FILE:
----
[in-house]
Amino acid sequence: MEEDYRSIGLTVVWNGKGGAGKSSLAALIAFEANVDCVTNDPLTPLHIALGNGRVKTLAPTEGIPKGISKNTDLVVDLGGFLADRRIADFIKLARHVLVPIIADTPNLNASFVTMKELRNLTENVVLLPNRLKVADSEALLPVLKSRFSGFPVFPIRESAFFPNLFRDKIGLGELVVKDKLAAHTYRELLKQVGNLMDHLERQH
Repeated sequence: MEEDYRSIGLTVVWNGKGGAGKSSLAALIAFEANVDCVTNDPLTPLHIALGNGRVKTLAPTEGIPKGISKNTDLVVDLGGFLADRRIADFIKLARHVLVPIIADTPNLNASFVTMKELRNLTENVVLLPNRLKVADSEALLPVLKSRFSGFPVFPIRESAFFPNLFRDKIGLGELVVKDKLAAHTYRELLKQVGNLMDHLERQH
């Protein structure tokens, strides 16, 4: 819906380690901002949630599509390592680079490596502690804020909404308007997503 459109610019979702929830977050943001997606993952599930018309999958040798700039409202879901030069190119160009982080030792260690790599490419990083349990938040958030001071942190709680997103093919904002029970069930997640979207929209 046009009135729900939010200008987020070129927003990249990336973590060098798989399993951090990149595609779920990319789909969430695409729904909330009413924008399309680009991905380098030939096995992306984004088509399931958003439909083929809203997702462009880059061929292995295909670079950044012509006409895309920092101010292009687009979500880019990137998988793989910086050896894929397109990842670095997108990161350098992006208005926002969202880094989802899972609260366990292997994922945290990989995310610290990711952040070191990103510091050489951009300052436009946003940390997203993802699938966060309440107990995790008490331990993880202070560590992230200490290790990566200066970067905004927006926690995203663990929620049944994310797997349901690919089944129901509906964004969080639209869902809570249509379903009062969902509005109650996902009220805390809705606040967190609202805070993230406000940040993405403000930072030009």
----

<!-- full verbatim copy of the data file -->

[in-house]
Amino acid sequence: MEEDYRSIGLTVVWNGKGGAGKSSLAALIAFEANVDCVTNDPLTPLHIALGNGRVKTLAPTEGIPKGISKNTDLVVDLGGFLADRRIADFIKLARHVLVPIIADTPNLNASFVTMKELRNLTENVVLLPNRLKVADSEALLPVLKSRFSGFPVFPIRESAFFPNLFRDKIGLGELVVKDKLAAHTYRELLKQVGNLMDHLERQH
Repeated sequence: MEEDYRSIGLTVVWNGKGGAGKSSLAALIAFEANVDCVTNDPLTPLHIALGNGRVKTLAPTEGIPKGISKNTDLVVDLGGFLADRRIADFIKLARHVLVPIIADTPNLNASFVTMKELRNLTENVVLLPNRLKVADSEALLPVLKSRFSGFPVFPIRESAFFPNLFRDKIGLGELVVKDKLAAHTYRELLKQVGNLMDHLERQH
């Protein structure tokens, strides 16, 4: 819906380690901002949630599509390592680079490596502690804020909404308007997503 459109610019979702929830977050943001997606993952599930018309999958040798700039409202879901030069190119160009982080030792260690790599490419990083349990938040958030001071942190709680997103093919904002029970069930997640979207929209 046009009135729900939010200008987020070129927003990249990336973590060098798989399993951090990149595609779920990319789909969430695409729904909330009413924008399309680009991905380098030939096995992306984004088509399931958003439909083929809203997702462009880059061929292995295909670079950044012509006409895309920092101010292009687009979500880019990137998988793989910086050896894929397109990842670095997108990161350098992006208005926002969202880094989802899972609260366990292997994922945290990989995310610290990711952040070191990103510091050489951009300052436009946003940390997203993802699938966060309440107990995790008490331990993880202070560590992230200490290790990566200066970067905004927006926690995203663990929620049944994310797997349901690919089944129901509906964004969080639209869902809570249509379903009062969902509005109650996902009220805390809705606040967190609202805070993230406000940040993405403000930072030009």